Posts Tagged ‘career pathway choice’

New Report Examines Nondegree Credentials and Their Value

Tuesday, October 10th, 2017

The National Center for Education Statistics recently released a new report summarizing the results from the 2016 Adult Training and Education Survey, which gathered nationally representative data on U.S. adults’ training and education.

Overall, 27 percent of adults aged 16-65 have a nondegree credential, with 21 percent having an occupational certification or license and 8 percent having a postsecondary certificate. Among those who have an occupational certification or license, 67 percent prepared for their most important certification or license by taking classes from a college, technical school or trade school. Additionally, 21 percent of adults have completed an apprenticeship or internship, with 14 percent doing so as part of an educational program after high school.

According to the NCES’ blog post on the survey, “the data show that nondegree credentialing and work experience programs are particularly common in the healthcare field. In fact, health care was the most common field in which both certifications and licenses were held and the most common field for which adults had completed a work experience program.

The ATES also found that adults perceive nondegree credentials to be useful for many labor market outcomes. For example, 82 percent of adults who have a certification or license reported that it was very useful for ‘getting a job’, 81 percent reported that it was very useful for ‘keeping you marketable to employers or clients’, and 66 percent reported it that was very useful for ‘improving your work skills.’”

University Innovation Alliance Expected to Exceed Public Attainment Goals

A recent article highlights the successes of the University Innovation Alliance (UIA), a group of 11 research universities who banded together to implement strategies that would help more low-income students complete postsecondary programs. Over the past three years, the universities have increased the number of low-income graduates at their institutions by 24.7 percent, and they are on track to surpass their initial goal of increasing the number of low-income graduates by 34,000 students.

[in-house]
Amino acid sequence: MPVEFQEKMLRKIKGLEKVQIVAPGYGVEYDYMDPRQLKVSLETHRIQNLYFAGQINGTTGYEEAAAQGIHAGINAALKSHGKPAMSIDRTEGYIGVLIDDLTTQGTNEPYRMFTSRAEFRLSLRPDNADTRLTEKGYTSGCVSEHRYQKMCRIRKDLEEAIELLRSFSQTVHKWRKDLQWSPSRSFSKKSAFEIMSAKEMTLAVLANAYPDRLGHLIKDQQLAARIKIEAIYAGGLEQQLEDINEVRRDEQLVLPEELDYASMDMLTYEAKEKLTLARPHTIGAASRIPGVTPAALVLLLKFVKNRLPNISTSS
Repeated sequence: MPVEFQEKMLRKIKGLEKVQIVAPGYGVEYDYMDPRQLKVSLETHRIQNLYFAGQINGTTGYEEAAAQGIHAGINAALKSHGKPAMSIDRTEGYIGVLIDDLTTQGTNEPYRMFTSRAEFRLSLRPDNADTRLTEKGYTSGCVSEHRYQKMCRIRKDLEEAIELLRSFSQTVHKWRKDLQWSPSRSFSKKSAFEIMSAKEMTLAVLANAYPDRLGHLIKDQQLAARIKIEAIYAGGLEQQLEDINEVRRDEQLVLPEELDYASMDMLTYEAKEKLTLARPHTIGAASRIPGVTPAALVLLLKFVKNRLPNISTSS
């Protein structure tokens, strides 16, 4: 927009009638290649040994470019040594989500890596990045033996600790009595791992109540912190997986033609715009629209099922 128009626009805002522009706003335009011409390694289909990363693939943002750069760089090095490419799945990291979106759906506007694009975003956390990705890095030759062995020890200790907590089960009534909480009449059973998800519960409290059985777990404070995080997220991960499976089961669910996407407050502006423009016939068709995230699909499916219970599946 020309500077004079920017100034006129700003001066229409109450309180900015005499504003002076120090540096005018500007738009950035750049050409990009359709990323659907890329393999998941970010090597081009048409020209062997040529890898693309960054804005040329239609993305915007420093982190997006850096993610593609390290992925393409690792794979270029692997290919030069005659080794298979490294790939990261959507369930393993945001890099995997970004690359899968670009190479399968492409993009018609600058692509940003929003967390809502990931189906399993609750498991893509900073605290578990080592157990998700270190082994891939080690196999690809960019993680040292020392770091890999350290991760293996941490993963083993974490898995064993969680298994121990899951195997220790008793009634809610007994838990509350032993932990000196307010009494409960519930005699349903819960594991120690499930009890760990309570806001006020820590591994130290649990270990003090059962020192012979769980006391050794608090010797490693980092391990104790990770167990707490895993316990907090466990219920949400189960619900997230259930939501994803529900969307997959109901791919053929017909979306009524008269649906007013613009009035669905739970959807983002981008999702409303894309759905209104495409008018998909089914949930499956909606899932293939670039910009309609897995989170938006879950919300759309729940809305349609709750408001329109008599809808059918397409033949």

Among other strategies, the universities encouraged students to take a minimum of 15 credits per semester to increase their likelihood of completion and shared data analyses and studies with each other to help problem-solve. Their approach has had noticeable effects, even over a short time period. A comparative study recently revealed that 31 percent of the UIA undergraduate students receive Pell Grants compared to 15 percent of undergraduates at Ivy League institutions and at 50 other selective liberal arts colleges. This information is significant in that these 11 research universities are serving vastly more low-income students than many universities, and they are actively committed to helping those students succeed.

Odds and Ends

The Bureau of Labor Statistics recently released a report showing the current and projected entry-level degree requirements for various employment sectors. Interestingly, 6.5 percent of entry-level employment in 2016 was in occupations that typically require postsecondary education for entry. From May 2007 to May 2016, the share of U.S. employment in occupations typically requiring a high school diploma or equivalent for entry fell by nearly 2.6 percentage points, from over 38.3 percent to slightly less than 35.8 percent. Over the same period, the share of employment in occupations typically requiring postsecondary education for entry rose by 2.3 percentage points, from 34.2 to 36.5 percent.

Gallup and the Strada Education Network released a report diving into how individuals choose their field of study, based on a survey of 22,000 adults. Respondents were asked from where they received advice about their major, with responses falling into four main groups: formal, informal social network, informal school-based and informal work-based. Somewhat surprisingly, the survey found that the majority of adults used their informal social networks for advice, rather than the more formal (and likely more helpful and informed) channels available to them.

More great news has emerged for the Tennessee Promise program, as results on student outcomes continue to come in. Fifty-six percent of Tennessee Promise students who entered college in 2015, the program’s first year, had graduated, transferred to a four-year university or remained in school two years later. Only 39 percent of recent high school graduates outside of Tennessee Promise had done the same — a difference of 17 percentage points. While officials agree there is still more work to do, they are encouraged by these results.

Ashleigh McFadden, State Policy Manager

By Ashleigh McFadden in Research
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